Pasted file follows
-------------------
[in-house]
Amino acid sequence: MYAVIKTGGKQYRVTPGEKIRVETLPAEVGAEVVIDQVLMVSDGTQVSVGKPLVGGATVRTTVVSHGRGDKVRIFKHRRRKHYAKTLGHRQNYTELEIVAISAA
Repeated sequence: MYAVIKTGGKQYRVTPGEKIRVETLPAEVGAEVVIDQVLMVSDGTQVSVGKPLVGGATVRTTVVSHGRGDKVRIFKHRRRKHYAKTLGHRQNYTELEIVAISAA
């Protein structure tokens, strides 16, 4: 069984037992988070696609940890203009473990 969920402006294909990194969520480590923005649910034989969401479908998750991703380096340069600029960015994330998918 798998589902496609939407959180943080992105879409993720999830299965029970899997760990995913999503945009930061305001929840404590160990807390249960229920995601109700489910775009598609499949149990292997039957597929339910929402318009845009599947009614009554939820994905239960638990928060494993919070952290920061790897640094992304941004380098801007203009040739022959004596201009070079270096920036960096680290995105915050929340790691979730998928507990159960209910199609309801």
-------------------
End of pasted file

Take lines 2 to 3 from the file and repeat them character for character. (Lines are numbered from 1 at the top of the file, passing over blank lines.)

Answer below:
Amino acid sequence: MYAVIKTGGKQYRVTPGEKIRVETLPAEVGAEVVIDQVLMVSDGTQVSVGKPLVGGATVRTTVVSHGRGDKVRIFKHRRRKHYAKTLGHRQNYTELEIVAISAA
Repeated sequence: MYAVIKTGGKQYRVTPGEKIRVETLPAEVGAEVVIDQVLMVSDGTQVSVGKPLVGGATVRTTVVSHGRGDKVRIFKHRRRKHYAKTLGHRQNYTELEIVAISAA